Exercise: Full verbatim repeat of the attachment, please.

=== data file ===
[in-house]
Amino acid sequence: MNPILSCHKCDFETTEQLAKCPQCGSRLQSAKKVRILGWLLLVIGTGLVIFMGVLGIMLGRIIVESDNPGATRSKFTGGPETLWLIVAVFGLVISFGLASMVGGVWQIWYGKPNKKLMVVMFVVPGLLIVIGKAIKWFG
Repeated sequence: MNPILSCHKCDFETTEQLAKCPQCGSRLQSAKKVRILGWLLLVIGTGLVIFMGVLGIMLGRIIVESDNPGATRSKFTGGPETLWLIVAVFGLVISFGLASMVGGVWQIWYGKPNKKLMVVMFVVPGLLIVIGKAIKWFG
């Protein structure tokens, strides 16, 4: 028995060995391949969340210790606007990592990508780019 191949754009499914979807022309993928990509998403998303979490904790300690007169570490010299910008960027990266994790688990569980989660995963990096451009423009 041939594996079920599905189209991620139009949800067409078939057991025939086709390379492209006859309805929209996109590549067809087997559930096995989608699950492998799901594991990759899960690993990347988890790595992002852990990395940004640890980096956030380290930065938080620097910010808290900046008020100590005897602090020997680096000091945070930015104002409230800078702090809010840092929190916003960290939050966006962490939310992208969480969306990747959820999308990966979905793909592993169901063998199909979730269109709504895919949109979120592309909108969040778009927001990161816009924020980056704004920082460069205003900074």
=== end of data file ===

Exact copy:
[in-house]
Amino acid sequence: MNPILSCHKCDFETTEQLAKCPQCGSRLQSAKKVRILGWLLLVIGTGLVIFMGVLGIMLGRIIVESDNPGATRSKFTGGPETLWLIVAVFGLVISFGLASMVGGVWQIWYGKPNKKLMVVMFVVPGLLIVIGKAIKWFG
Repeated sequence: MNPILSCHKCDFETTEQLAKCPQCGSRLQSAKKVRILGWLLLVIGTGLVIFMGVLGIMLGRIIVESDNPGATRSKFTGGPETLWLIVAVFGLVISFGLASMVGGVWQIWYGKPNKKLMVVMFVVPGLLIVIGKAIKWFG
């Protein structure tokens, strides 16, 4: 028995060995391949969340210790606007990592990508780019 191949754009499914979807022309993928990509998403998303979490904790300690007169570490010299910008960027990266994790688990569980989660995963990096451009423009 041939594996079920599905189209991620139009949800067409078939057991025939086709390379492209006859309805929209996109590549067809087997559930096995989608699950492998799901594991990759899960690993990347988890790595992002852990990395940004640890980096956030380290930065938080620097910010808290900046008020100590005897602090020997680096000091945070930015104002409230800078702090809010840092929190916003960290939050966006962490939310992208969480969306990747959820999308990966979905793909592993169901063998199909979730269109709504895919949109979120592309909108969040778009927001990161816009924020980056704004920082460069205003900074």